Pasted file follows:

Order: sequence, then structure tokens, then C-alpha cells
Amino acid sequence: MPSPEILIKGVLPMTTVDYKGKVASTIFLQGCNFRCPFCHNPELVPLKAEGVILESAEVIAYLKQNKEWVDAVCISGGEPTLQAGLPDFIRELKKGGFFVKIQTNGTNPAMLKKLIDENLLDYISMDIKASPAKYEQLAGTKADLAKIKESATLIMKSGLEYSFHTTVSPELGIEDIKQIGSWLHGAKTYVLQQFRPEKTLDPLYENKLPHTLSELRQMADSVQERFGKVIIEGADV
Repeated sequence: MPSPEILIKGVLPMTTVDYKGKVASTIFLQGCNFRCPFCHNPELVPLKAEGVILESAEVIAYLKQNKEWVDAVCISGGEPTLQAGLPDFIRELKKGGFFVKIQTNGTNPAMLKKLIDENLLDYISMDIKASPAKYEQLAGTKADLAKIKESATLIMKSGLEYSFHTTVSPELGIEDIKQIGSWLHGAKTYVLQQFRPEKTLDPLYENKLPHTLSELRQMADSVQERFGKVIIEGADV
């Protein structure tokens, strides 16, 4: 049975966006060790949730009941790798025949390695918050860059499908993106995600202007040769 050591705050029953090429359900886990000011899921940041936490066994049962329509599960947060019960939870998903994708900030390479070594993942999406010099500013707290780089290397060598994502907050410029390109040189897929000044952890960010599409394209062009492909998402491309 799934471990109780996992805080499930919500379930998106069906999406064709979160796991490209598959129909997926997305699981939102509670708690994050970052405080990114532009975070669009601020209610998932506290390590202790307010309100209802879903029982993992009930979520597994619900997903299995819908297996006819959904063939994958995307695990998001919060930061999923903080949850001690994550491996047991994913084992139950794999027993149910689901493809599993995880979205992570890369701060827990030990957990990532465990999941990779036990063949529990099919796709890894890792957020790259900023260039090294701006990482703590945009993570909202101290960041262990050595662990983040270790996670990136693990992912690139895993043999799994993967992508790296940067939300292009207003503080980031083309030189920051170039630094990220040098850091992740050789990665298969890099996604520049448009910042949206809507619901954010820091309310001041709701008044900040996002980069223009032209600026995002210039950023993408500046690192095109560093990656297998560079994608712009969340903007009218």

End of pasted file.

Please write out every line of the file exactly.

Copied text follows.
Order: sequence, then structure tokens, then C-alpha cells
Amino acid sequence: MPSPEILIKGVLPMTTVDYKGKVASTIFLQGCNFRCPFCHNPELVPLKAEGVILESAEVIAYLKQNKEWVDAVCISGGEPTLQAGLPDFIRELKKGGFFVKIQTNGTNPAMLKKLIDENLLDYISMDIKASPAKYEQLAGTKADLAKIKESATLIMKSGLEYSFHTTVSPELGIEDIKQIGSWLHGAKTYVLQQFRPEKTLDPLYENKLPHTLSELRQMADSVQERFGKVIIEGADV
Repeated sequence: MPSPEILIKGVLPMTTVDYKGKVASTIFLQGCNFRCPFCHNPELVPLKAEGVILESAEVIAYLKQNKEWVDAVCISGGEPTLQAGLPDFIRELKKGGFFVKIQTNGTNPAMLKKLIDENLLDYISMDIKASPAKYEQLAGTKADLAKIKESATLIMKSGLEYSFHTTVSPELGIEDIKQIGSWLHGAKTYVLQQFRPEKTLDPLYENKLPHTLSELRQMADSVQERFGKVIIEGADV
């Protein structure tokens, strides 16, 4: 049975966006060790949730009941790798025949390695918050860059499908993106995600202007040769 050591705050029953090429359900886990000011899921940041936490066994049962329509599960947060019960939870998903994708900030390479070594993942999406010099500013707290780089290397060598994502907050410029390109040189897929000044952890960010599409394209062009492909998402491309 799934471990109780996992805080499930919500379930998106069906999406064709979160796991490209598959129909997926997305699981939102509670708690994050970052405080990114532009975070669009601020209610998932506290390590202790307010309100209802879903029982993992009930979520597994619900997903299995819908297996006819959904063939994958995307695990998001919060930061999923903080949850001690994550491996047991994913084992139950794999027993149910689901493809599993995880979205992570890369701060827990030990957990990532465990999941990779036990063949529990099919796709890894890792957020790259900023260039090294701006990482703590945009993570909202101290960041262990050595662990983040270790996670990136693990992912690139895993043999799994993967992508790296940067939300292009207003503080980031083309030189920051170039630094990220040098850091992740050789990665298969890099996604520049448009910042949206809507619901954010820091309310001041709701008044900040996002980069223009032209600026995002210039950023993408500046690192095109560093990656297998560079994608712009969340903007009218």